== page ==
Here’s some geography-related questions I asked the rangers for my most recent trip to El Capitan in Yosemite National Park:
- Parking: I am planning on starting at the Tamarack Creek trailhead. Where can I park for two days near this trailhead?
- Water: I’m planning on taking the Tamarack Creek Trail from the Tamarack Creek trailhead to El Capitan. Has anyone been out on the this trail recently and observed water? Where is water typically available in this area during this time of year?
- Trail conditions: Have there been any bear sightings in this area recently? Where?
- Trail conditions: What’s the state of the trail? Are there overgrown areas, or areas where the trail is lost?
- Trail conditions: Are there any good, flat areas where people usually set up camp on this trail?
- Backpacking rules: How far out do I need to hike from the trailhead before I set up my camp? How far away from the trail do I need to be?
- Distance: Just to confirm, what’s the distance from the Tamarack Creek trailhead to El Capitan?
- Elevation: Just to confirm, what’s the elevation change between Tamarack Creek trailhead and El Capitan?
Now mark all of the answers to these questions on your map. I usually make notes of other important things on the back of my map, like permit numbers, weather forecasts, and the leave no trace rules (camp 100 ft from water, dispose of waste 100 ft from your camp).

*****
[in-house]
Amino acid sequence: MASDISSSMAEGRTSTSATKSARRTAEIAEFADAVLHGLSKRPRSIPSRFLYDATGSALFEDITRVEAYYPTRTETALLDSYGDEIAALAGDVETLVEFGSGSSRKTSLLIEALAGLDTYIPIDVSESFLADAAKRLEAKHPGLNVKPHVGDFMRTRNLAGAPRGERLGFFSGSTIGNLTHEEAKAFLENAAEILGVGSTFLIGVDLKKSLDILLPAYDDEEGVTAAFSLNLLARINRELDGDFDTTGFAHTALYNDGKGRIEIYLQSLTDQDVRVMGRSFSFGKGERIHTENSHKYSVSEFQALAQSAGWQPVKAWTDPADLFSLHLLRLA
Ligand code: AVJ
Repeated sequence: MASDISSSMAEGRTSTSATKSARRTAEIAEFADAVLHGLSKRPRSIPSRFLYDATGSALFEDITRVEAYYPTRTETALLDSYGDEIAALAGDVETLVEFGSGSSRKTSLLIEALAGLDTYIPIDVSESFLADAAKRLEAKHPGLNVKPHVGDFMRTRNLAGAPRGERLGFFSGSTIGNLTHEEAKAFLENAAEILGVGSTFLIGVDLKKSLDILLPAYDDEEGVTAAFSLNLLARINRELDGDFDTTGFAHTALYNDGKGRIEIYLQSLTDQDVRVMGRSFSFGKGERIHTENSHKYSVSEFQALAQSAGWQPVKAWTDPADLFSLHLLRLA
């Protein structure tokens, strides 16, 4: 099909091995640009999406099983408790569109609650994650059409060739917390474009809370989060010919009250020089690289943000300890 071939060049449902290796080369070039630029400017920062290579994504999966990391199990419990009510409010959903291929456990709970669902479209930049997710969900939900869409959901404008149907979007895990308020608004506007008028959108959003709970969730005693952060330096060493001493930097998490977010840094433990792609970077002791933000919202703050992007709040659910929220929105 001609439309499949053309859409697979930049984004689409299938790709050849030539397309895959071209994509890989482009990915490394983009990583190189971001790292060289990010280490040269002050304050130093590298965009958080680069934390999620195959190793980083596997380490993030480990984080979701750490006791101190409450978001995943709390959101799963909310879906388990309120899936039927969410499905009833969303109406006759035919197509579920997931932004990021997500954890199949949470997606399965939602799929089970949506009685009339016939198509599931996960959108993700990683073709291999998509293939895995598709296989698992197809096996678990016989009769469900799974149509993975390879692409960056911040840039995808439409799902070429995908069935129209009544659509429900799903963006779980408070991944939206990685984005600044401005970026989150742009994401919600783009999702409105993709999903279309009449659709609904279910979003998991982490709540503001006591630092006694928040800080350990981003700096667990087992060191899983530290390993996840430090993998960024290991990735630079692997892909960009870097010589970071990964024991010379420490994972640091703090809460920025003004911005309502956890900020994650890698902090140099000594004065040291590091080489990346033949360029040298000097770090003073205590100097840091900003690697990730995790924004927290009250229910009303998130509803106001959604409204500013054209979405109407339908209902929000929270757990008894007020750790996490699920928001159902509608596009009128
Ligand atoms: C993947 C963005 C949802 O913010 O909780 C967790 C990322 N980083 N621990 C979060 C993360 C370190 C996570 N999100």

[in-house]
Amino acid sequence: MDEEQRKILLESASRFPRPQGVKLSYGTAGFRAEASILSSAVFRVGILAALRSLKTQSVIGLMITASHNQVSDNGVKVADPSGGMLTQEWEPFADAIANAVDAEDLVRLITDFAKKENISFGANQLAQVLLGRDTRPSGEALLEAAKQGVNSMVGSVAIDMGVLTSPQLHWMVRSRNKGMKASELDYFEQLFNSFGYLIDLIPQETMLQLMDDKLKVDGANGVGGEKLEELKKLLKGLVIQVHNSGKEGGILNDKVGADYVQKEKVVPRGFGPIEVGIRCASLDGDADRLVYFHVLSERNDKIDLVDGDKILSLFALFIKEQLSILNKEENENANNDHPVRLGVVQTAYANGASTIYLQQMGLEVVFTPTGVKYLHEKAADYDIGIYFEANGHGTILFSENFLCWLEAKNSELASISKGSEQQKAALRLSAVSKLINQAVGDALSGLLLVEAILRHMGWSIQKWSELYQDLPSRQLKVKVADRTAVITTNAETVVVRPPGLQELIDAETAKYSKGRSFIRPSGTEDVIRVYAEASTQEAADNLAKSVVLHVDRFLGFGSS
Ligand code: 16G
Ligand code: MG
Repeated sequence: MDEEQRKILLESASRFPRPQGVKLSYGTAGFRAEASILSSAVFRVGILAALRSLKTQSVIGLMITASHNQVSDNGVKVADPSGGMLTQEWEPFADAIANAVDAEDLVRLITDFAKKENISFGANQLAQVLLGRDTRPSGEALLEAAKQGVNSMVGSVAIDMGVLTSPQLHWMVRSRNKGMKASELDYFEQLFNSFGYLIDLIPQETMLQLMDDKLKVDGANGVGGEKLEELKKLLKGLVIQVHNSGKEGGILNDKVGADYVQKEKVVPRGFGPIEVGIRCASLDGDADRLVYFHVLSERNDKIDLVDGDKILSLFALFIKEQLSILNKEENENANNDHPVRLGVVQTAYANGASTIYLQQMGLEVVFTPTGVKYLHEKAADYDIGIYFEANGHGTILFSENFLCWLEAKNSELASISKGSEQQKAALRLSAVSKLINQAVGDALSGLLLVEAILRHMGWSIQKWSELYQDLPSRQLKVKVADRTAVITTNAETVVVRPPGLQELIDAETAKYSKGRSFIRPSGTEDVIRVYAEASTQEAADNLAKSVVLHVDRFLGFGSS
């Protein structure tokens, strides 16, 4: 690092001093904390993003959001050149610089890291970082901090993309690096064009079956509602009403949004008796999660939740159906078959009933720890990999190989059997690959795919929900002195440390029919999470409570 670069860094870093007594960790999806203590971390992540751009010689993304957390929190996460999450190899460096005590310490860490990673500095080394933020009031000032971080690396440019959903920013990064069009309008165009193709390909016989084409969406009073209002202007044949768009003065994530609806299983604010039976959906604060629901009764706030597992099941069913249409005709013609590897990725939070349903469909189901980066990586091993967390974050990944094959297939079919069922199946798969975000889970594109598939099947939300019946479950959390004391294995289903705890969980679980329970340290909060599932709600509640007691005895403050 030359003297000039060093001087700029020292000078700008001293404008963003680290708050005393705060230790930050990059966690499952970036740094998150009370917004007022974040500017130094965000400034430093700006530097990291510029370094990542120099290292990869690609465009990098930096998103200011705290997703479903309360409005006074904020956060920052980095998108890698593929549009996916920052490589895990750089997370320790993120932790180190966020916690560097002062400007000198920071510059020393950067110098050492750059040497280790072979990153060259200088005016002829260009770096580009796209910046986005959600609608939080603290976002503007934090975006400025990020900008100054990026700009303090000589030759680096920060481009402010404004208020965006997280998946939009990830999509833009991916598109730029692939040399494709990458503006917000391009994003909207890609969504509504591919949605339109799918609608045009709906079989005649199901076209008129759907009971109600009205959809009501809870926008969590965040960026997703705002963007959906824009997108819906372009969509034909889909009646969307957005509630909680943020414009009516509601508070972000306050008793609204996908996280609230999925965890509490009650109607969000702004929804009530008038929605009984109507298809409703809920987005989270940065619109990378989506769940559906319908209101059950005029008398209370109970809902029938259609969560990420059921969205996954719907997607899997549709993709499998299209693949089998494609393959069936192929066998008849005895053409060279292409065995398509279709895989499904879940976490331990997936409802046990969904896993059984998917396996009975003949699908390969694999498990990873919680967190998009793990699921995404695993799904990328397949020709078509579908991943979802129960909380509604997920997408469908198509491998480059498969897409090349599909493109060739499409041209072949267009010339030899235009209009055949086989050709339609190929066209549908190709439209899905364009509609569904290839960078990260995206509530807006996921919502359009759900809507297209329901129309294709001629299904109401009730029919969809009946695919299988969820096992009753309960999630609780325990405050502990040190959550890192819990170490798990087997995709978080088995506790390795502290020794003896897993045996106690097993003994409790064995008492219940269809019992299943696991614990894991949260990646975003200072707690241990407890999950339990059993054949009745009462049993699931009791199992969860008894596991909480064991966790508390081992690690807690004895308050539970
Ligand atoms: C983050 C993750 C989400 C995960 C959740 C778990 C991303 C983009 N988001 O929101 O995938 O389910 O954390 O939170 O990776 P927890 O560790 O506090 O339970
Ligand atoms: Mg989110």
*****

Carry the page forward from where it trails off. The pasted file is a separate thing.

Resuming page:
Plot it out with GAIA GPS
I use the free version of GAIA GPS for trail mapping. AllTrails is also a great option and allows GPX file downloads. National Geographic trail maps can be downloaded onto GAIA for a yearly fee if desired, but that has not been necessary for my trips.
Generally, using GAIA is as easy as dragging and dropping waypoints and telling it to find the route between them (e.g. Waypoint 1 here is Tamarack Flat Campground, Waypoint 2 is El Capitan). GAIA is intelligent enough to pick up on defined trails in well-traveled areas. It also tells you the distance and elevation change of your route.
To export from GAIA GPS, click Export and select GPX.
Learn more: Videos and Tutorials.
Getting GPX onto GPS devices
If you’re getting into longer backpacking trips, it may be time to think about getting a handheld GPS device. I decided on the inReach Mini 2 from Garmin, a company that is sort of like the “Esri” of handheld GPS devices. Regardless of the brand, you’re probably going to be handling GPX files if you want to import a map onto your GPS device.
What is GPX?
GPX stands for GPS Exchange Format. Location data, including waypoints, routes, and elevation, are stored in tags that can be interchanged between GPS devices and software.
- wptType stores individual, unordered waypoints.
- rteType stores routes as ordered lists of route points.
- trkType stores tracks as ordered lists of waypoints that describe a path.
For example, one route point along my route is stored as <rtept lat=”37.76213″ lon=”-119.769202″><ele>2154.5442911999635</ele><time>2022-08-03T04:23:16Z</time>.
Learn more: GPX Exchange Format.
How do I get GPX onto a GPS device?
Each GPS device has a slightly different software-hardware interface. Generally, you will export your planned route as a GPX file. Some GPS devices, like the Garmin Explore app, can be synced with software that allows for GPX imports. Other times, the GPS device must be physically plugged in to the computer. Find the tutorial page for your particular device and get hiking!
⛰️ Stay safe and happy hiking!